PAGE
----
Fall 2011 –
Representatives from PETA2, the youth division of People for the Ethical Treatment of Animals, came to Miami University’s campus Oct. 12 and 13 to collect signatures from students for petitions that support getting healthier and vegan options in the dining halls on campus.
According to PETA research released earlier this year, one in five college students are either vegan or vegetarian. Interns and other representatives from PETA2 have been visiting college campuses to convince dining halls that their menus should reflect these numbers.
The same research said that if an individual went vegan for once a week for one year 14 animals would be saved, and if every American went meatless once a week for a year, it would be the equivalent of taking six million cars off of the road in terms of carbon emissions.
Sara Wirth, of Salinas, California, was one of the five interns from PETA2’s Campus Outreach Tour asking people to sign the petitions.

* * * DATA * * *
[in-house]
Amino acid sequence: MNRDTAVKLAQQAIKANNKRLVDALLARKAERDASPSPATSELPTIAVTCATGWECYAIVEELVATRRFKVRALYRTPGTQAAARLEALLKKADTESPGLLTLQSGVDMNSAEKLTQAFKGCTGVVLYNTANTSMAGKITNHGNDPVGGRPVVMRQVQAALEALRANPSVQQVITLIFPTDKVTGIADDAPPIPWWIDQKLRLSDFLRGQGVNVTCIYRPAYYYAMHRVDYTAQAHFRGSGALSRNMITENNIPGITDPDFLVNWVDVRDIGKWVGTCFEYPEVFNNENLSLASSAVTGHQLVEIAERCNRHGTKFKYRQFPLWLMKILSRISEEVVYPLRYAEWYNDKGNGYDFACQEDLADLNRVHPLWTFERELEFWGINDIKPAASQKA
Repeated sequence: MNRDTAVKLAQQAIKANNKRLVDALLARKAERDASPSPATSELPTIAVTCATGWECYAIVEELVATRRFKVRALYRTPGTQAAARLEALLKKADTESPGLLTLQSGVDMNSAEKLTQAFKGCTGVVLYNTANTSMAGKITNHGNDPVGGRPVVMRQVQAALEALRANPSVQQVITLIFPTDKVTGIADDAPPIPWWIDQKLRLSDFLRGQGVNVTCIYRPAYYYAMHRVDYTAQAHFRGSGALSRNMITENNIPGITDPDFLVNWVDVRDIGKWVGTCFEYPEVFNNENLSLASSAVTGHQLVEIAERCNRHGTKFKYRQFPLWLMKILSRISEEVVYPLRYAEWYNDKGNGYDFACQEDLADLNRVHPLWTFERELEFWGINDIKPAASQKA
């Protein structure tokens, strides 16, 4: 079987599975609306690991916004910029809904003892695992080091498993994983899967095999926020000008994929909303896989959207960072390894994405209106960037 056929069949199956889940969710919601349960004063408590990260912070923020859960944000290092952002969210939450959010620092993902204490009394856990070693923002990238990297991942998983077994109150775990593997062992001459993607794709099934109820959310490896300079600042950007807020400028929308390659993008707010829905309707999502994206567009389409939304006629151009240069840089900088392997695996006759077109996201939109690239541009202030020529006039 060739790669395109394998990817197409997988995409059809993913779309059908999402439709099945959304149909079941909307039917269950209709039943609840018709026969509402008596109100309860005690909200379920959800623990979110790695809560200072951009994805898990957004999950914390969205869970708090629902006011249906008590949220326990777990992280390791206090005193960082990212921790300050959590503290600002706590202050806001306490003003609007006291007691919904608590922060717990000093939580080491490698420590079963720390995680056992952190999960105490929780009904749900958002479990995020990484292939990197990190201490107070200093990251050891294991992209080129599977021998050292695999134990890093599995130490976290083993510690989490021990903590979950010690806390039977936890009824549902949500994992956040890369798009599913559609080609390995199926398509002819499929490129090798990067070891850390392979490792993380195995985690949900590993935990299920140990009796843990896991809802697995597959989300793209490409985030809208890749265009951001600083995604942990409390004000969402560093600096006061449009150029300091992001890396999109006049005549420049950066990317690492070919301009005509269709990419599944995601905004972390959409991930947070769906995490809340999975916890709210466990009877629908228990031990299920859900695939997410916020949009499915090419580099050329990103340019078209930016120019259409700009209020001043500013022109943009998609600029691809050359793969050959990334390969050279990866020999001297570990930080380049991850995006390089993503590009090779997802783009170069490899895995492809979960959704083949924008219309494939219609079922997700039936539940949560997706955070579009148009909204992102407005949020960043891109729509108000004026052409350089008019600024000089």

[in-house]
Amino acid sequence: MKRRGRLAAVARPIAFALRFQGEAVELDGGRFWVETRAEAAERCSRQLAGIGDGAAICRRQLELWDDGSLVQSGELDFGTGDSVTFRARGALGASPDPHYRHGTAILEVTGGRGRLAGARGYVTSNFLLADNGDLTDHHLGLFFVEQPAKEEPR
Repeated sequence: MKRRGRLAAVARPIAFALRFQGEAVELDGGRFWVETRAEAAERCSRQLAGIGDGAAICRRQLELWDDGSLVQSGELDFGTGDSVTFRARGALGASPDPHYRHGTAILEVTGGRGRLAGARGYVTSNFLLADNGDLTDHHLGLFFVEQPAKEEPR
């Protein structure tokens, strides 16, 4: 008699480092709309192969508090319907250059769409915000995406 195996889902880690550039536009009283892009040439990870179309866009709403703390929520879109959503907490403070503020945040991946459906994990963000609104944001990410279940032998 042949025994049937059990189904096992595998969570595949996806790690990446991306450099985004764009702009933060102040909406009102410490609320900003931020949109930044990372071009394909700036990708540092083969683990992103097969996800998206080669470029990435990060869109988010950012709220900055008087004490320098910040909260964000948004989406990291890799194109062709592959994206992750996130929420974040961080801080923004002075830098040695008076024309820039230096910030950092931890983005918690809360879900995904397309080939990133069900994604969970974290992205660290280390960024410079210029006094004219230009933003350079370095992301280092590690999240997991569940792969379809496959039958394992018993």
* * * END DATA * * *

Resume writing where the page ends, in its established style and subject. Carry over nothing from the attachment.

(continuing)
“Having more vegan options on campus would not only make it easier for vegans to eat on campus, but would also make going green easier for campus dining halls,” said Wirth.
Wirth and her colleagues have traveled up and down the east coast from University of North Carolina to Rutgers University. They plan on stopping at University of Florida-Gainesville, Texas A&M, and California State University-Long Beach between now and the end of December.
“We’re going coast to coast,” said Wirth.
Freshman Kendall Dienno struggles with the few vegan options offered on campus and the repetitive eating habits she has developed as a result.
“There are options,” Dienno said, “but they are the same options every day. It gets boring eating a salad every day for lunch, but that’s what I generally have.”
The biggest challenge with eating vegan on campus is that a lot of the vegan options are fried, and these menu items are not fried separately from meat products as Miami promises.
Other challenges include the use of animal-based margarine instead of vegan margarine and incorrectly vegan-labeled ingredients such as gelatin.
“The first few weeks of school I would unknowingly consume non-vegan foods and I would get so frustrated,” said Dienno. “It was so frustrating that I even emailed the student services/food allergy/choices specialists and organized a meeting to talk to them. They were very kind, understanding, and apologetic. They don’t mean any harm, they just don’t know much about vegan diets.”
Dienno stressed that her eating habits are strict but all by choice.
“The dining halls have [vegan] options that I choose not to eat for health and nutrition reasons,” Dienno said. “I feel like I shouldn’t have to compromise my health just to eat.”